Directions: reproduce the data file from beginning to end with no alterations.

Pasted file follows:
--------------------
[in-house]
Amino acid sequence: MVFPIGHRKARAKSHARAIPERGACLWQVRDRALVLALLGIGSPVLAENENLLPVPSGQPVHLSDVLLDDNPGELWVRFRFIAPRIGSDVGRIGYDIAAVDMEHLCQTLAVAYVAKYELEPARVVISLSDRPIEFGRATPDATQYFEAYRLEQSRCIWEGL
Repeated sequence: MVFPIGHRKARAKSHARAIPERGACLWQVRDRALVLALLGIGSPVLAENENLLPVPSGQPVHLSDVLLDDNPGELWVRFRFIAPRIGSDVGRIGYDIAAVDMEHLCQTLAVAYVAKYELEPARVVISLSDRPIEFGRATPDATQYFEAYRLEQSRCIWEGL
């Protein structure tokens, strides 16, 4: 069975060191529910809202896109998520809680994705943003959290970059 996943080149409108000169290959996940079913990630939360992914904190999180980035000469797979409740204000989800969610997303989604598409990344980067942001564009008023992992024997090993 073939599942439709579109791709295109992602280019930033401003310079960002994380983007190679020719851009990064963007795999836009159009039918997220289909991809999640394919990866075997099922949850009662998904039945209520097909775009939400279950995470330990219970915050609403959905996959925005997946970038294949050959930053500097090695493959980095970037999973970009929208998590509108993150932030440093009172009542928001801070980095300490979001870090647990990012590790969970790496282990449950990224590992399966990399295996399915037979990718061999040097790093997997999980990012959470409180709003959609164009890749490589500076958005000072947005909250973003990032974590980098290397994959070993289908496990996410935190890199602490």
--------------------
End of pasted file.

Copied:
[in-house]
Amino acid sequence: MVFPIGHRKARAKSHARAIPERGACLWQVRDRALVLALLGIGSPVLAENENLLPVPSGQPVHLSDVLLDDNPGELWVRFRFIAPRIGSDVGRIGYDIAAVDMEHLCQTLAVAYVAKYELEPARVVISLSDRPIEFGRATPDATQYFEAYRLEQSRCIWEGL
Repeated sequence: MVFPIGHRKARAKSHARAIPERGACLWQVRDRALVLALLGIGSPVLAENENLLPVPSGQPVHLSDVLLDDNPGELWVRFRFIAPRIGSDVGRIGYDIAAVDMEHLCQTLAVAYVAKYELEPARVVISLSDRPIEFGRATPDATQYFEAYRLEQSRCIWEGL
């Protein structure tokens, strides 16, 4: 069975060191529910809202896109998520809680994705943003959290970059 996943080149409108000169290959996940079913990630939360992914904190999180980035000469797979409740204000989800969610997303989604598409990344980067942001564009008023992992024997090993 073939599942439709579109791709295109992602280019930033401003310079960002994380983007190679020719851009990064963007795999836009159009039918997220289909991809999640394919990866075997099922949850009662998904039945209520097909775009939400279950995470330990219970915050609403959905996959925005997946970038294949050959930053500097090695493959980095970037999973970009929208998590509108993150932030440093009172009542928001801070980095300490979001870090647990990012590790969970790496282990449950990224590992399966990399295996399915037979990718061999040097790093997997999980990012959470409180709003959609164009890749490589500076958005000072947005909250973003990032974590980098290397994959070993289908496990996410935190890199602490």